Whereas an airtight seal is important for your usual teas, this is not the best way to store your pu erh. Remember that pu erh tea undergoes fermentation during its production, and as a result, it is a special type of tea that is ready for aging, much like a good wine. This is why you will often find pu erh marketed and sold by its year and region of production (the year indicates its maturity and the region tells us something about its character).
So how do you store a pu erh tea? There are several things you need to take into consideration.
- Any tea, including pu erh, is sensitive to the surrounding environment.
You want to be vigilant with the odors near your tea. If you keep citrus fruit nearby, your tea can eventually absorb some of those citrus-like aromas. Ditto for garlic and onion, cleaning agents, car exhaust, flowers, and spices.
Does the area smell stale and damp? If so, your stored pu erh will eventually smell and taste the same way! Does it smell like pine or cedar? Don’t be surprised if your pu erh begins having a sharp, woodsy taste. Storing your pu erh in plastic? Guess what? Yep. Plastic flavor.
If you want your tea’s flavor profile to shine through, you really need to keep it away from these types of things while storing it and thoroughly check the storage area itself for strong, undesirable odors. Otherwise, you risk permanently affecting the taste of your tea!
- Humidity is a good thing.
We sometimes think that moisture is the enemy, and usually it is. We definitely do not want any moisture around our usual teas. But as we’ve said before, pu erh is just different. It’s ready and waiting for you to age it!
Without humidity, your pu erh will not age quickly enough, and yet it’s also true that we have to watch for moisture on the tea, as that can lead to mold growth and funny, undesirable flavors. This means that you want to store your pu erh in a humid area while still protecting it from water. To accomplish this, we recommend keeping it in a well-ventilated package or even an aging box.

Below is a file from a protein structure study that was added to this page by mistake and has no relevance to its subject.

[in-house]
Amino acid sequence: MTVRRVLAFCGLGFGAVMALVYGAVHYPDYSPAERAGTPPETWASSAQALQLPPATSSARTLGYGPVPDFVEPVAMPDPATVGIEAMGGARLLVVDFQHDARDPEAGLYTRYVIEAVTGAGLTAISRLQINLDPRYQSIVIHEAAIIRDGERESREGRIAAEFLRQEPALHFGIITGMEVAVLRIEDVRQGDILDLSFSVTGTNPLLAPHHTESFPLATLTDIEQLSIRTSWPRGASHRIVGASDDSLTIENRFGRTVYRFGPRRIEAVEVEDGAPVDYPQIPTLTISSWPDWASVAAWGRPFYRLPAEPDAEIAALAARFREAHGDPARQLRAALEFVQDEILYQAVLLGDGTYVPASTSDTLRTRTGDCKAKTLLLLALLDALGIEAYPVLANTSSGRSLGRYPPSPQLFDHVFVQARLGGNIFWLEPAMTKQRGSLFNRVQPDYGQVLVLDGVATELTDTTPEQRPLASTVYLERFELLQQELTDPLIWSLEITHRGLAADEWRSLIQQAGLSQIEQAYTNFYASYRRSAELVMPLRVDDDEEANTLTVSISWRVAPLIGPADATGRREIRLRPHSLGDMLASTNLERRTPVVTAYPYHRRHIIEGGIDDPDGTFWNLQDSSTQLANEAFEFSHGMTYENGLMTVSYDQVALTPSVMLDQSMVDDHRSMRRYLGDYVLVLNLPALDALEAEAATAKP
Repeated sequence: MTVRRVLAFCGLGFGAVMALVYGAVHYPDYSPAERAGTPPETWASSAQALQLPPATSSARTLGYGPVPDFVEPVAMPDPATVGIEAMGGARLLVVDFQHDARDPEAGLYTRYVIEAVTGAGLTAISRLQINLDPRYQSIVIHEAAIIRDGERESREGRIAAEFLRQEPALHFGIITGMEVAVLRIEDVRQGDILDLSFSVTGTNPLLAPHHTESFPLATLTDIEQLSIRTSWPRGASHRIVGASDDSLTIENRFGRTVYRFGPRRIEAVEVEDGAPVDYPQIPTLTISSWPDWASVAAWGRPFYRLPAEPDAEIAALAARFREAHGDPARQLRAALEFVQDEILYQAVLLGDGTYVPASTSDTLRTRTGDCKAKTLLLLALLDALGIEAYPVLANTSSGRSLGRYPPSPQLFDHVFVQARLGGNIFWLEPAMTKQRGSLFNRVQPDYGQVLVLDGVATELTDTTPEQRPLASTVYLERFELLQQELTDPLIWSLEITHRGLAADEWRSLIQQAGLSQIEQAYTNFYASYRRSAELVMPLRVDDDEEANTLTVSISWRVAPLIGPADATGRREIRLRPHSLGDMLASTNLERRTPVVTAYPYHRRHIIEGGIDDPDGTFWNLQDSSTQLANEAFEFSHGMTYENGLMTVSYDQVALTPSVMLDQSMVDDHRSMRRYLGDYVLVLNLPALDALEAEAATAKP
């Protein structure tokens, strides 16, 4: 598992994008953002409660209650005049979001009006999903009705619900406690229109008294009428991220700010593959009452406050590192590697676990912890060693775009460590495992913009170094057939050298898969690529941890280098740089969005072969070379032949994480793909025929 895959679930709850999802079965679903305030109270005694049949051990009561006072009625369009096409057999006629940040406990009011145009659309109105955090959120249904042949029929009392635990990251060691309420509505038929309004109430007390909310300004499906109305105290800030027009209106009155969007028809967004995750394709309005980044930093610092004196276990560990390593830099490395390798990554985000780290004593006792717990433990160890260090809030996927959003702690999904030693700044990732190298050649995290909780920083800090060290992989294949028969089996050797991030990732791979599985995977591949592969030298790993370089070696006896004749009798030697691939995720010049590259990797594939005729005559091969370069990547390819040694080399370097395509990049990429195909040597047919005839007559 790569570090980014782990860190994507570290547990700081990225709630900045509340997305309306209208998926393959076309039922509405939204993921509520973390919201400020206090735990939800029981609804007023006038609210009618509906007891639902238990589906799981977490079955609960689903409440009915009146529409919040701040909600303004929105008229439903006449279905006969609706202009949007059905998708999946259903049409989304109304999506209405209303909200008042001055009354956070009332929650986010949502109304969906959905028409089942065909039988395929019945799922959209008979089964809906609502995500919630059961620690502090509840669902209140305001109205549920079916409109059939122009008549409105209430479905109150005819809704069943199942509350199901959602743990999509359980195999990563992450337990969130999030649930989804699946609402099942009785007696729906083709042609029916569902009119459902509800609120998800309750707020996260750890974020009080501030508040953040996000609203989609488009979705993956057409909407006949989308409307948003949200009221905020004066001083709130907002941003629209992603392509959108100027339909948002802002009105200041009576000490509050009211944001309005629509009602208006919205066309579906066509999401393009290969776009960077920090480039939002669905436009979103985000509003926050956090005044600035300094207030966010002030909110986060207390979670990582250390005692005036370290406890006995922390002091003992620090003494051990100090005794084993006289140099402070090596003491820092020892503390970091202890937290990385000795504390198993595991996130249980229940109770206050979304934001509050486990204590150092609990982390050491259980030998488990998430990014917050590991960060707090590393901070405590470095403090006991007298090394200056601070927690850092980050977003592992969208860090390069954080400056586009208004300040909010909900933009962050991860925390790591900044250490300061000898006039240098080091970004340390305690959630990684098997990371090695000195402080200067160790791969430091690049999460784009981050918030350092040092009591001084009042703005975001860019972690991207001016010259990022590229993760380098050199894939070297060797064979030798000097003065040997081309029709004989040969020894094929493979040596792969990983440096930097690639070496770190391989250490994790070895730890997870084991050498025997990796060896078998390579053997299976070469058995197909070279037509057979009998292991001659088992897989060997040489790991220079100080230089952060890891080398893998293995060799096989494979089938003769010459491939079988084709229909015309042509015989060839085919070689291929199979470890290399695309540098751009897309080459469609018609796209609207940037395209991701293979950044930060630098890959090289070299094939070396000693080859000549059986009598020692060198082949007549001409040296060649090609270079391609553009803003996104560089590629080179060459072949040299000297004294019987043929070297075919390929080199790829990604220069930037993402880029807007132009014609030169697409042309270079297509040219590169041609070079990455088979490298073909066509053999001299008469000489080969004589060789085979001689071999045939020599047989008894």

If you want to get really technical, a hygrometer is an inexpensive device purchased from most home improvement stores that can tell you how much humidity is in the air. Pu erh aficionados recommend a room that averages 60–85% humidity.
Traditionally, puerh tea is stored in the form of tongs. One tong usually contains five or seven cakes wrapped in bamboo skin. This is our preferred method, if you want to store a puerh for aging or consume in later years.
- Some of the standard storage rules still apply.
It’s a big tea storage “no no” to expose your tea to any kind of sunlight. Sunlight increases the oxidation rate of your tea, effectively making it taste worse. This same rule applies to our pu erh as well! Whereas a green tea exposed to sunlight will showcase weak or stale flavor, a pu erh will instead taste increasingly bitter, destroying some of those oh so delicious fruity, complex notes we’ve come to enjoy.
Similarly, we also want to watch the temperature of the storage area. If it’s too cold, it slows the aging process, but if it’s too hot, we encourage the growth of the wrong microorganisms, giving our pu erh undesirable flavors, such as compost or, worse, worn socks. Yuck!
As it turns out, the ideal temperature is not too dissimilar from the ideal humidity levels. Think: 65–85°F (20–30°C).
So how long should you age a pu erh?
That kind of depends on what you’re looking for. It can be enjoyed right now, but with each year and proper storage, new flavors will blossom forth, becoming sweeter and more complex over time. Some will say 5 years is a good number, but others will argue 10, 15, and even 20 years or more! This is just part and parcel of the wild world of pu erh tea, and it invites so much playfulness and experimentation, more so than any other kind of tea.
For the final entry in this series of post, we’ll be sure to discuss next week a few of the things to think about and look for whenever you purchase a pu erh. There’s also some good equipment to add to your collection!